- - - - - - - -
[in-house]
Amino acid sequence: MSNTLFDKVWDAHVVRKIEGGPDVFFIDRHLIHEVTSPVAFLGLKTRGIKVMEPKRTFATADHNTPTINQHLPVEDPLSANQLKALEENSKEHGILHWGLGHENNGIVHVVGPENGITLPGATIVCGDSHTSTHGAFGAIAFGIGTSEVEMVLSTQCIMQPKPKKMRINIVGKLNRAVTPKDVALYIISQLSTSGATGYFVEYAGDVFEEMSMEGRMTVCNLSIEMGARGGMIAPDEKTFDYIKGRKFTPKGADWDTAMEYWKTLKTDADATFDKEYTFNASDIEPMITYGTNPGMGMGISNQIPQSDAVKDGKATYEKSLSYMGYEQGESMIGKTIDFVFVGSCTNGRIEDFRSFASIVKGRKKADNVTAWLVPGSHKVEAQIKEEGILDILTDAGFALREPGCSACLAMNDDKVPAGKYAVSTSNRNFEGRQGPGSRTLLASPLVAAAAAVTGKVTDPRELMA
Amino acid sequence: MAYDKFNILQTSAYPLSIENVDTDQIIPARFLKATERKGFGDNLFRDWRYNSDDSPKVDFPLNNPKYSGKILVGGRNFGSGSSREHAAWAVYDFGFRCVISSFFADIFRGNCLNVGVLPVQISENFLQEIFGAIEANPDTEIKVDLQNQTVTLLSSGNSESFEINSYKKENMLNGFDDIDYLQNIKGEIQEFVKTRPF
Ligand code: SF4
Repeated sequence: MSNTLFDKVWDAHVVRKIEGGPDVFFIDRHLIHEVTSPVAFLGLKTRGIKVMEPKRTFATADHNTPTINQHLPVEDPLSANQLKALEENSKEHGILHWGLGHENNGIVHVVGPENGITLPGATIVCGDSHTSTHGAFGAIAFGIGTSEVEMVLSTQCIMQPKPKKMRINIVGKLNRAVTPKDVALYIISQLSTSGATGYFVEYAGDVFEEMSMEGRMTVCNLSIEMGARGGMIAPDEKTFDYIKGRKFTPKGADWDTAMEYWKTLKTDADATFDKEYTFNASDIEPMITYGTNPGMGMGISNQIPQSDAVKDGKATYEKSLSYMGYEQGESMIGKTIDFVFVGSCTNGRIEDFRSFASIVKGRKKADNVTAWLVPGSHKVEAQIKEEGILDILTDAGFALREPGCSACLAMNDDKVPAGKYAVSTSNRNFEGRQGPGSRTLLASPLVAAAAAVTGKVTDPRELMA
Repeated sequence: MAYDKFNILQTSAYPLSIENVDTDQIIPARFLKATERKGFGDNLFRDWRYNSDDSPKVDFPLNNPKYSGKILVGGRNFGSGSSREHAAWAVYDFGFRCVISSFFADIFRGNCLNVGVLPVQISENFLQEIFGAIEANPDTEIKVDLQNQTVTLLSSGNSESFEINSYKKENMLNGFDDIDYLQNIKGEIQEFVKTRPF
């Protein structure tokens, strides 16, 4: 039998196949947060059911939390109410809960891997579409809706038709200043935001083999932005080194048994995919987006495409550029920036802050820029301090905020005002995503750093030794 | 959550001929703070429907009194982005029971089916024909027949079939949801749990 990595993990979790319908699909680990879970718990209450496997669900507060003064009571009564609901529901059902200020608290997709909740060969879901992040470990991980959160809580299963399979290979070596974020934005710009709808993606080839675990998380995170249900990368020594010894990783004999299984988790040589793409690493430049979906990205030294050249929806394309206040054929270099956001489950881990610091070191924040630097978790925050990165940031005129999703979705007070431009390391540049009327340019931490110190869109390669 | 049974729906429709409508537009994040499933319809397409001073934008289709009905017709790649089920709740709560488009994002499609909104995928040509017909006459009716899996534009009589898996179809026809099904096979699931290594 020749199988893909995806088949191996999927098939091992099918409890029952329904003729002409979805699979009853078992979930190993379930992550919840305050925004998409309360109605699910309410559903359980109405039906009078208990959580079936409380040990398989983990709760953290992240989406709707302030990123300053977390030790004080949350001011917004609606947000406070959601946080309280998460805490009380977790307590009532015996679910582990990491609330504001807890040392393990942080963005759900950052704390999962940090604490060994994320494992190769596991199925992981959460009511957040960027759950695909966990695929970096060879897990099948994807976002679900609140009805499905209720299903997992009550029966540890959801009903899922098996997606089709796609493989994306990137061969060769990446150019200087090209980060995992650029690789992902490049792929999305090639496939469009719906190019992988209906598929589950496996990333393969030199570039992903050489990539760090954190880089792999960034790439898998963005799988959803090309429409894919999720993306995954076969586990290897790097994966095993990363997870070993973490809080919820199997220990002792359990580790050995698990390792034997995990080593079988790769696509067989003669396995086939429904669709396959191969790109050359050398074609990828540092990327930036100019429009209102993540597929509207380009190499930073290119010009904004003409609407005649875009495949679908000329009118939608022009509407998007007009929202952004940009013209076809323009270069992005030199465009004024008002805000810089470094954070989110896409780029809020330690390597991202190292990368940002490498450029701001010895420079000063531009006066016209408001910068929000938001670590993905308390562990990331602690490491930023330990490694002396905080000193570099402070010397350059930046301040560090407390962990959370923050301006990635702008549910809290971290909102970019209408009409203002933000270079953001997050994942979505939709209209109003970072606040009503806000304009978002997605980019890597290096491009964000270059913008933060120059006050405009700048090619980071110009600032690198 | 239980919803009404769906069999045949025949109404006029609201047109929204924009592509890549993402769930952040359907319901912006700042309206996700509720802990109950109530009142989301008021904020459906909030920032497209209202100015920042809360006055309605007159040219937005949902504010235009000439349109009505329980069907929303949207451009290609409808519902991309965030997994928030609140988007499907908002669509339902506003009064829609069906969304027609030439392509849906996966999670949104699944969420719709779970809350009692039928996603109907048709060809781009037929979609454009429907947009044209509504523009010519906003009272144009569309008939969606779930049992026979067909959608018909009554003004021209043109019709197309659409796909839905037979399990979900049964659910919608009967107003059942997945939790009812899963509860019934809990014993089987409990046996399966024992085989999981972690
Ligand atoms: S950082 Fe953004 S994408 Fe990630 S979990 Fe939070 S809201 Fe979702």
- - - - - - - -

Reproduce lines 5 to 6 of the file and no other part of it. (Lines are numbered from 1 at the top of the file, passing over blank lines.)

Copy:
Repeated sequence: MSNTLFDKVWDAHVVRKIEGGPDVFFIDRHLIHEVTSPVAFLGLKTRGIKVMEPKRTFATADHNTPTINQHLPVEDPLSANQLKALEENSKEHGILHWGLGHENNGIVHVVGPENGITLPGATIVCGDSHTSTHGAFGAIAFGIGTSEVEMVLSTQCIMQPKPKKMRINIVGKLNRAVTPKDVALYIISQLSTSGATGYFVEYAGDVFEEMSMEGRMTVCNLSIEMGARGGMIAPDEKTFDYIKGRKFTPKGADWDTAMEYWKTLKTDADATFDKEYTFNASDIEPMITYGTNPGMGMGISNQIPQSDAVKDGKATYEKSLSYMGYEQGESMIGKTIDFVFVGSCTNGRIEDFRSFASIVKGRKKADNVTAWLVPGSHKVEAQIKEEGILDILTDAGFALREPGCSACLAMNDDKVPAGKYAVSTSNRNFEGRQGPGSRTLLASPLVAAAAAVTGKVTDPRELMA
Repeated sequence: MAYDKFNILQTSAYPLSIENVDTDQIIPARFLKATERKGFGDNLFRDWRYNSDDSPKVDFPLNNPKYSGKILVGGRNFGSGSSREHAAWAVYDFGFRCVISSFFADIFRGNCLNVGVLPVQISENFLQEIFGAIEANPDTEIKVDLQNQTVTLLSSGNSESFEINSYKKENMLNGFDDIDYLQNIKGEIQEFVKTRPF